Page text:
The effect of PHEV battery range distributions on competitiveness: Implications for design strategy and energy-efficiency policy
Paper i proceeding, 2011
Electric vehicles have the potential to contribute to increased energy efficiency. However, competition is fierce among designs, energy carriers, and powertrains; electric vehicles must be economically viable from a consumer point of view. Batteries are still expensive; short of a breakthrough, the energy battery will constitute a considerable share of the vehicle cost for the foreseeable future. Economically efficient battery use is therefore very important. Plug-in hybrid electric vehicles (PHEV) constitute a response to this efficiency requirement. PHEVs rely on a relatively small battery, while still allowing a considerable share of the driving to be powered by electricity.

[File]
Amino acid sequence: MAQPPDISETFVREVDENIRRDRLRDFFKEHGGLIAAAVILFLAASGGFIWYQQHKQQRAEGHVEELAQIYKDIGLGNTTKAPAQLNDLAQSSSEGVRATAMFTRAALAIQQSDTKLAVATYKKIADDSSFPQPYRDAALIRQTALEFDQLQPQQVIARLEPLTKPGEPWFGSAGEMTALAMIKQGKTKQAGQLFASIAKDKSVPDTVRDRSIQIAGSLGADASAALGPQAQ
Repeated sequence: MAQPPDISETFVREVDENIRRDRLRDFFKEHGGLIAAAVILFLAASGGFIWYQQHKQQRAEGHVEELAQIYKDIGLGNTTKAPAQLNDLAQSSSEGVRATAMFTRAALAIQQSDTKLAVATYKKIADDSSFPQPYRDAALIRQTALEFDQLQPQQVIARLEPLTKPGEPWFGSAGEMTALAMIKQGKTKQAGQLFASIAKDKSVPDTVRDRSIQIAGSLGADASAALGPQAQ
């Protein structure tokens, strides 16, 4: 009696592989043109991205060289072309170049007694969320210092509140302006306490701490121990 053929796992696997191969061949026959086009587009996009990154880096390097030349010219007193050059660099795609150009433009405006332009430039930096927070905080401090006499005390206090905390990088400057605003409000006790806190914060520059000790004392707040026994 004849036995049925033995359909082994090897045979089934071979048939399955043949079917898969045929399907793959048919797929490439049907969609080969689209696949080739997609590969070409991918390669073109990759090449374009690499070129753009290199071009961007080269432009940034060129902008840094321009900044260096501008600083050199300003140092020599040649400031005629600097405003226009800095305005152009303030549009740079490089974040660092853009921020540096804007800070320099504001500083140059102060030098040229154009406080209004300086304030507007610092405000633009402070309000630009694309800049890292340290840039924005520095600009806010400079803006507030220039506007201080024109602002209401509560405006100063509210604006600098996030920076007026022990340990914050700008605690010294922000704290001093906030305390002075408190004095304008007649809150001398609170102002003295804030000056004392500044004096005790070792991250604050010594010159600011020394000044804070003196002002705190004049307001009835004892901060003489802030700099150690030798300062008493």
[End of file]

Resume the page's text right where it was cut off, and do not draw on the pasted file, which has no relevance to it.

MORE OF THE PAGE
In previous studies, we investigated optimal battery sizes, from the individual consumer’s perspective. In reality, only a limited number of battery sizes will be available. Understanding the relationship between a limited choice of battery sizes and the potential for PHEVs should be of value to car manufacturers, in constructing battery range strategies, as well as to policymakers, in formulating policies for encouraging the introduction of electric vehicles. Here we investigate this relationship by analyzing how various battery range strategies influence PHEV viability, efficiency, and potential. We use a data set on car use from a mid-size Swedish town covering 201 individual cars for 100 days.
The results are presented in terms of the possible loss in net revenue, electrification potential, and energy efficiency for different distributions of battery ranges, which reflect a limited number of optimized sizes and a modular design. We apply our analysis to current conditions and a range of possible future techno-economic and recharging conditions, making it possible to estimate the importance of the different strategies in a variety of future scenarios. For the investigated non-optimal battery strategies, the estimated loss in average net revenue is up to 20-25% of the battery cost, the possible loss in fleet electrification potential is at least up to 10% of the distance driven, and the potential loss in average vehicle energy efficiency is also around 10%.